Commercial fishing boats

Commercial Fishing


Managing fisheries sustainably is an adaptive process that relies on sound science, innovative management approaches, effective enforcement, meaningful partnerships, and robust public participation. Effective fishery management starts with accurate scientific information about fish and fisheries. In fact, U.S. law requires that fishery managers use the best science available to make fishery management decisions.

Commercial Landings

We maintain a national database of U.S. commercial fishery landings data dating back to 1950. Updated weekly, this dataset includes landings made by the domestic fishing fleet in the United States. Landings made by U.S. vessels in territories and foreign ports are not included. You can search annual landings data by region, state, and species.

Learn more about commercial fishery landings 

Foreign Trade (Imports and Exports)

We maintain a foreign trade database dating back to 1975 that allows users to summarize U.S. foreign trade in fishery products. Users can summarize the kilos and dollar value by year, product, country, and type of trade. This data is purchased from the Foreign Trade Division of the U.S. Census Bureau, which is responsible for compiling information submitted by importers and exporters to the U.S. Customs and Border Protection.

Learn more about foreign trade

Market News

Fishery Market News is a joint federal/industry program that provides accurate and unbiased reports depicting current conditions affecting the trade in fish and fishery products. Market News takes the pulse of the market. Other services might try to diagnose the market, but Market News merely observes, records, and reports on current conditions. With offices located in Boston, Long Beach, New Orleans, New York, and Seattle, you can find the a wealth of information in Market News including nationwide reports and as well as reports from Japan.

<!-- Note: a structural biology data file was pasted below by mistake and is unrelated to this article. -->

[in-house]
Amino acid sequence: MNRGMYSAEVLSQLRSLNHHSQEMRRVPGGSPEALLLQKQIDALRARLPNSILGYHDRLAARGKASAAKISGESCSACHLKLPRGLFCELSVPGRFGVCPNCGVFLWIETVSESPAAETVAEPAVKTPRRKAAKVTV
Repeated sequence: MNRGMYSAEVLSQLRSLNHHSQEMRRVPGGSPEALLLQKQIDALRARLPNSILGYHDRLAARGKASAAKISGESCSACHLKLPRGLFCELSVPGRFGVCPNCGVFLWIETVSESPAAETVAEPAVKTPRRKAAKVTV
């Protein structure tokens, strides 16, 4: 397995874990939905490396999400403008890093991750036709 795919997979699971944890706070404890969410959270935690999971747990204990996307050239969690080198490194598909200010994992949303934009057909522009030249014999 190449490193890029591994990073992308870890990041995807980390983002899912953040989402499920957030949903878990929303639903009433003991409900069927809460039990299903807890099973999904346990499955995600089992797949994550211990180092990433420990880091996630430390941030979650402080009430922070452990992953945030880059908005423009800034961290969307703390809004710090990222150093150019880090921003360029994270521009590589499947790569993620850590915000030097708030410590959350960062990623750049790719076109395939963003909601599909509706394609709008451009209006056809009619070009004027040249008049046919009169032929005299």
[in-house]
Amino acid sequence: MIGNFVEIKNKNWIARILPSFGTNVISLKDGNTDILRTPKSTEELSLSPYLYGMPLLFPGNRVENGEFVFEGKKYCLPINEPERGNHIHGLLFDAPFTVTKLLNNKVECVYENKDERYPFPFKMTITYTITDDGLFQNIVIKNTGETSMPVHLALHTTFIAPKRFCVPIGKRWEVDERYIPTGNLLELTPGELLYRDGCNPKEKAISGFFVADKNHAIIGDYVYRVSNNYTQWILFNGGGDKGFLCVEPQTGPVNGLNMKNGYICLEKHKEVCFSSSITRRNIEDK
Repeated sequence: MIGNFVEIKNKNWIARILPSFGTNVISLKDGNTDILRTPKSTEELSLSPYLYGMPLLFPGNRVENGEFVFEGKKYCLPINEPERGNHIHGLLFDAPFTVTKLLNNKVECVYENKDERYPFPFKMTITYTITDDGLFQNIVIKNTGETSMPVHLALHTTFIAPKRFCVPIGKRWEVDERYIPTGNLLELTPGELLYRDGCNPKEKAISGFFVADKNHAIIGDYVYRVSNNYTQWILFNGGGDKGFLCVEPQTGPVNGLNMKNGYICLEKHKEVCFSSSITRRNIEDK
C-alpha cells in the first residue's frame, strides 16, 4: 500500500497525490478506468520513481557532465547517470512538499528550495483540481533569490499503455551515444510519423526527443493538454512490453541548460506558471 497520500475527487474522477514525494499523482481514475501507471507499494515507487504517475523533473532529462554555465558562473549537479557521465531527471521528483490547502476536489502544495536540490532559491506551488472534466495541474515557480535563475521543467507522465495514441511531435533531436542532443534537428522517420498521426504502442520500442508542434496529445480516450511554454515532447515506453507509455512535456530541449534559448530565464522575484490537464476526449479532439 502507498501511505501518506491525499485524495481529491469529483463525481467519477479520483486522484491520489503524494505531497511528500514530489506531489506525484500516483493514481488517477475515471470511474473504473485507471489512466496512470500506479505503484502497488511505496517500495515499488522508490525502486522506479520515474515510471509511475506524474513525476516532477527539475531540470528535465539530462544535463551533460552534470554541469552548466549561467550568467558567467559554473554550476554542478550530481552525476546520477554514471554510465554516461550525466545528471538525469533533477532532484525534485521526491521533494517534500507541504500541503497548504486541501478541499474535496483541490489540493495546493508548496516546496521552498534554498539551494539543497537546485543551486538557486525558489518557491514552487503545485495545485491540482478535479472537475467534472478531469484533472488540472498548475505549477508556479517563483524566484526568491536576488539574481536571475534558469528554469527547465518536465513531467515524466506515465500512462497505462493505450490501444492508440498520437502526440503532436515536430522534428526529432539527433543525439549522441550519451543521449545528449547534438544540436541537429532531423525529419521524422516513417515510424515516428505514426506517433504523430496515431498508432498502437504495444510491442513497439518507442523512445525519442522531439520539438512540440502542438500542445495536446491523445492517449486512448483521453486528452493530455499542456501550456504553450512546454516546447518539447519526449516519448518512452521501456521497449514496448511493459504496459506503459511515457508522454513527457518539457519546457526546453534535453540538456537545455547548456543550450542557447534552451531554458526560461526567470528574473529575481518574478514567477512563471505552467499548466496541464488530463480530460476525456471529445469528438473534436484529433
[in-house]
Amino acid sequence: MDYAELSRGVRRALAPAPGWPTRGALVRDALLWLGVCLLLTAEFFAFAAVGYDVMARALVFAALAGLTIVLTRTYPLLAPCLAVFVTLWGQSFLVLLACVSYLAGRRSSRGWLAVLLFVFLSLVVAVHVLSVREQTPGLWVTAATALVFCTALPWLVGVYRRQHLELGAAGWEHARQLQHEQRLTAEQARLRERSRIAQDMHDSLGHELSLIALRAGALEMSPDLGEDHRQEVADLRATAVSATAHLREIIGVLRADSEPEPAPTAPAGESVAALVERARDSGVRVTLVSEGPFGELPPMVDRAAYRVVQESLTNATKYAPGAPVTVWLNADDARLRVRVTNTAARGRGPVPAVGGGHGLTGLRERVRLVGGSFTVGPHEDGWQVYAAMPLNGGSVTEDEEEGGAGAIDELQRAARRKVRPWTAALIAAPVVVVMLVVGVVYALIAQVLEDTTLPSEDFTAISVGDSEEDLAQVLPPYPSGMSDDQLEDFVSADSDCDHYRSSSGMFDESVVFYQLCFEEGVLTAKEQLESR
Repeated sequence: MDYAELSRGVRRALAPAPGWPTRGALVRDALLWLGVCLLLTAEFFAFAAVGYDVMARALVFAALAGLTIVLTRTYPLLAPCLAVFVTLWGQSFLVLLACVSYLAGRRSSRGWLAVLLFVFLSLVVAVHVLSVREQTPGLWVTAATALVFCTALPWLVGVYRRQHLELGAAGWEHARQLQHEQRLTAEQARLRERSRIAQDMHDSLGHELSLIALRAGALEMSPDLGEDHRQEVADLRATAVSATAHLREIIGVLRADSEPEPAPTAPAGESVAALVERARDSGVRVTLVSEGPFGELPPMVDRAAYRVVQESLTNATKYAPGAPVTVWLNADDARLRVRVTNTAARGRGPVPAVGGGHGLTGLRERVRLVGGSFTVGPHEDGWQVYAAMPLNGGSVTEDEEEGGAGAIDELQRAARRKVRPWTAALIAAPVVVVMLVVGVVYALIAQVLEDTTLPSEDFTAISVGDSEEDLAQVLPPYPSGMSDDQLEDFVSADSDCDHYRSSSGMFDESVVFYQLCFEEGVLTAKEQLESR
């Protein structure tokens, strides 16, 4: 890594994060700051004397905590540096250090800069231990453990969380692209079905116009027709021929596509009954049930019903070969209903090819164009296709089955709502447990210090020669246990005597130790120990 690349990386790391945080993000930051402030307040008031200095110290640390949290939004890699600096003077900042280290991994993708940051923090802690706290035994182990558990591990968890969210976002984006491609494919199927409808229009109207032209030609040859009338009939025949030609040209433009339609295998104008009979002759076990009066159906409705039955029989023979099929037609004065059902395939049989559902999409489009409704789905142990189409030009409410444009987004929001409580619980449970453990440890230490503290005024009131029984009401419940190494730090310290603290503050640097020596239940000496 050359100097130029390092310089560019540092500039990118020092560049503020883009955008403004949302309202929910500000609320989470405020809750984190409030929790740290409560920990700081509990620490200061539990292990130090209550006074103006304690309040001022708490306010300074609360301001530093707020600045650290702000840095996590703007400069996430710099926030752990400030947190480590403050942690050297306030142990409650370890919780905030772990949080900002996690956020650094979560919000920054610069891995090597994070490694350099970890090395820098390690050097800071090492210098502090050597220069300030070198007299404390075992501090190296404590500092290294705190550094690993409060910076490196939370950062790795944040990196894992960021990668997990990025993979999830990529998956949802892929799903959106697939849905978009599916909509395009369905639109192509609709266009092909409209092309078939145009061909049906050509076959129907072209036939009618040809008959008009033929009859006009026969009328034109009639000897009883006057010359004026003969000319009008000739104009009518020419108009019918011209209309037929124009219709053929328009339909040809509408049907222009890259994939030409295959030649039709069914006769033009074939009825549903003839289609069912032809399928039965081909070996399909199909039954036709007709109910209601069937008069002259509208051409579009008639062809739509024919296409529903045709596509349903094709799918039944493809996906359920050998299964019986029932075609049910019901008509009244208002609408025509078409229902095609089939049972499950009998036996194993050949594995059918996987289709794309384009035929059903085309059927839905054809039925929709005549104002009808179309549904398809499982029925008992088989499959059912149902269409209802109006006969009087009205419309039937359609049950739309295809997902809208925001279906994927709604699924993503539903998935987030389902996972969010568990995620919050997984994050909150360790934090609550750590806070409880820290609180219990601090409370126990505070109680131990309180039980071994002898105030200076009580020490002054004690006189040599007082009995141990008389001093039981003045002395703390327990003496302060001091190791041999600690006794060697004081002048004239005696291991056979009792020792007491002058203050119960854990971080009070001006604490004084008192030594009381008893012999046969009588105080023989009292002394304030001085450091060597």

Learn more from Market News 

Fisheries Information System

To support sound science and effective stewardship of our living marine resources, we work collaboratively through partnerships to provide every fisheries data stakeholder with easy access to comprehensive information on the nation's fisheries. We work to continuously improve the quality, timeliness, and integrity of fishery dependent data collection, storage, and dissemination programs.

Fishery Products

We conduct an annual survey of all seafood processors that operate in the United States. This is the only comprehensive survey of the U.S. seafood processing industry and is the source of all regional and national statistics describing this portion of the industry. Reports generated from these statistics include Fisheries of the United States and the United Nations Food and Agriculture Organization's yearbook—Fishery Statistics-Commodities. Data is also used for calculating annual U.S. seafood consumption for determining the value-added margins and consumer expenditures related to commercial fisheries and in the assessment of the impacts of changes in fishery management plans and the impacts of natural disasters. Industry trade organizations and members of the industrial and financial communities use the data to make business decisions affecting the fishing and seafood industries.

Learn more about our annual survey fishery products

Stock Assessments

Our scientific stock assessments are critical to modern fisheries management. Using data gathered from commercial and recreational fishermen and our own on-the-water scientific observations, a stock assessment describes the past and current status of a fish population or stock, answers questions about the size of the stock, and makes predictions about how a fishery will respond to current and future management measures.

Learn more about our scientific stock assessments

Cooperative Research

Cooperative research provides a means for commercial and recreational fishermen to become involved in the collection of fundamental fisheries information to support the development and evaluation of management options. In cooperative research, industry and other stakeholders can partner with NOAA Fisheries and university scientists, in all phases of the research program, including survey/statistical design, conducting of research, analysis of results, and communication of results.

Learn more about our cooperative research efforts

Economics and Social Science

We use economic and social science research to evaluate the benefits and costs of different management actions, to prioritize management needs, and to create policy design that maximizes societal benefits from ocean and coastal resources in a sustainable way. Commercial fisheries economic analysis includes:

  • Estimating harvest of target species and marketable bycatch species.
  • Predicting bycatch of protected species.
  • Assessing fishing capacity and the cost of reducing overcapacity.
  • Predicting entry/exit into fisheries.
  • Determining the contribution of commercial fishing to local, state and national economies. 

Learn more about our economic and social science research